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Castalia Report Realistic about Climate Change

_Castalia Report Realistic about Economic Cost of Climate Change Policies

“The Castalia report on the government’s proposed emissions trading scheme (ETS) supports the Business Roundtable’s view that the government is seriously underestimating the economic impact of action to achieve large reductions in emissions”, Roger Kerr, executive director of the New Zealand Business Roundtable, said today.

Mr Kerr said the report criticises both the assumptions that point to low adjustment costs and a number of the design features of the scheme.

It makes the key point that no scheme will be politically sustainable if the relevant costs and benefits are not well understood and accepted by the electorate at large.

“Given present technology, major reductions in New Zealand emissions are likely to be very costly”, Mr Kerr said.

Official estimates of such actions in the United States and Canada have put the cost at NZ$5000-10,000 per household. The ETS is essentially a tax, and a tax of this magnitude would dwarf any tax reductions that the government may be considering. Only two years ago the government found that a carbon tax of $10-15/tonne CO2 was not politically sustainable.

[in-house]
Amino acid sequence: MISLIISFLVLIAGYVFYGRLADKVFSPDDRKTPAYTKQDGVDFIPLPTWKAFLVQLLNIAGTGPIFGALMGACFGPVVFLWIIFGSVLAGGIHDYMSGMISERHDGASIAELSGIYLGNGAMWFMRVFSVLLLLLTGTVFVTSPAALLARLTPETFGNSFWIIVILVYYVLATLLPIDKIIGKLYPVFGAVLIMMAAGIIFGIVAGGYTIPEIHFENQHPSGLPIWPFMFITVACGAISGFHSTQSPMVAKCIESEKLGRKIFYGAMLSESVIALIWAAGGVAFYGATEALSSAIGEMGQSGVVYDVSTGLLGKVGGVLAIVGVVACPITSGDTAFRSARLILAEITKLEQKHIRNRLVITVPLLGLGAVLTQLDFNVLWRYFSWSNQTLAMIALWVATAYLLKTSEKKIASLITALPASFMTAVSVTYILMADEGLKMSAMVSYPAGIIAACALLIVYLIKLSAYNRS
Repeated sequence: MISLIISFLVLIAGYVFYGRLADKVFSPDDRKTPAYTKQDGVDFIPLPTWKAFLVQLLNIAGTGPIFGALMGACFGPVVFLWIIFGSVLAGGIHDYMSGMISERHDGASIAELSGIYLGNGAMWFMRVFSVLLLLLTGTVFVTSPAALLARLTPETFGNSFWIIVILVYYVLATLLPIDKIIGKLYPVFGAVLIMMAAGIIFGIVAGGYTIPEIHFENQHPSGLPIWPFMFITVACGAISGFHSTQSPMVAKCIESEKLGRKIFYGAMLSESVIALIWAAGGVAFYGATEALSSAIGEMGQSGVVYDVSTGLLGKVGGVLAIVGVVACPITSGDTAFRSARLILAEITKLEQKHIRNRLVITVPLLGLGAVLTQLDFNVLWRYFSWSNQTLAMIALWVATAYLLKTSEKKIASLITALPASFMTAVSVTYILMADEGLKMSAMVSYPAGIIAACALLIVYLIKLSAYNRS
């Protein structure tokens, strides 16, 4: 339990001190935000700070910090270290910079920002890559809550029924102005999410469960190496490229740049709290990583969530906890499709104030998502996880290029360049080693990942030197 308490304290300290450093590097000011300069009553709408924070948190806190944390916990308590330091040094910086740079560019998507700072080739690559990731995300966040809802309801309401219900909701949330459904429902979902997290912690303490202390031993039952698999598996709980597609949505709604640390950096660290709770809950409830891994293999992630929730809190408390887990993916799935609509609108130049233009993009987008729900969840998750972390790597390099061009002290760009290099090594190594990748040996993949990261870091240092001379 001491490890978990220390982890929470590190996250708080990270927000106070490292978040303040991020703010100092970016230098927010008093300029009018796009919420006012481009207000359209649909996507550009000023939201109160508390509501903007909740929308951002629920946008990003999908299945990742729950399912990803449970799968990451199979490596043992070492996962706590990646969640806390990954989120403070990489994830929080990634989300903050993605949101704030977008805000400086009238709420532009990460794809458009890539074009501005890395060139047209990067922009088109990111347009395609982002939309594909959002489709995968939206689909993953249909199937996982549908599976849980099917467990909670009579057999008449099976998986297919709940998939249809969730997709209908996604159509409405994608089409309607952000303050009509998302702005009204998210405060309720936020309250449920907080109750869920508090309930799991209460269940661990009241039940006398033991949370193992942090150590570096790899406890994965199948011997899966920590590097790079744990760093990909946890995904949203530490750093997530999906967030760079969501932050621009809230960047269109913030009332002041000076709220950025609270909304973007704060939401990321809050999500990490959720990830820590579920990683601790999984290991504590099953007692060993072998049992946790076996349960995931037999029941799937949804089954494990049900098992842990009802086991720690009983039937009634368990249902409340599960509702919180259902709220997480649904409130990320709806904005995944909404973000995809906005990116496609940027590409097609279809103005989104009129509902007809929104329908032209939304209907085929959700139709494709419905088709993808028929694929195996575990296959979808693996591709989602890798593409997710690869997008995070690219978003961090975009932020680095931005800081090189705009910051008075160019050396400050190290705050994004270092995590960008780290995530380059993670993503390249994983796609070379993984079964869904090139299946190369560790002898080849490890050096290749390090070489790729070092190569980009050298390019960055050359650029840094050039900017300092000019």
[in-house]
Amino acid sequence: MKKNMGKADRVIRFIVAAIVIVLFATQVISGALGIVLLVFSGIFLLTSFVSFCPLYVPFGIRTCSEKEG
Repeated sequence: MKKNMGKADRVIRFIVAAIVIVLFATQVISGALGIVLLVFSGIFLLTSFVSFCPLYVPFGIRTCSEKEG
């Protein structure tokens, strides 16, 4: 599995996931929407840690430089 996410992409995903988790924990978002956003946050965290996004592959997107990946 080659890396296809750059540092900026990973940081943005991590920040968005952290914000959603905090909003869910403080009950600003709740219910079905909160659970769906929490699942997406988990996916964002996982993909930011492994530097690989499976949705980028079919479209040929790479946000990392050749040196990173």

The Business Roundtable has pointed out that carbon neutrality would not be achieved in the foreseeable future in New Zealand even if the whole of the agricultural sector were shut down, cars and other carbon-emitting forms of transport were banned, and the economy did not grow at all.

Mr Kerr said the report’s suggestions for modifications to the proposed ETS were sensible and constructive, in particular those relating to timelines and the inclusion of a safety valve.

“As the Castalia report says, attempting to build political consensus by denying the inevitable trade-off between economic growth and major emissions reductions is not a long-term solution. Rather, it is a recipe for repeating the failed initiatives of recent years. The regulatory impact analysis and supporting material on which the government is relying is woefully inadequate and risks precipitating a public policy failure on the scale of ‘Think Big’ “, Mr Kerr concluded.

_5 November 2007


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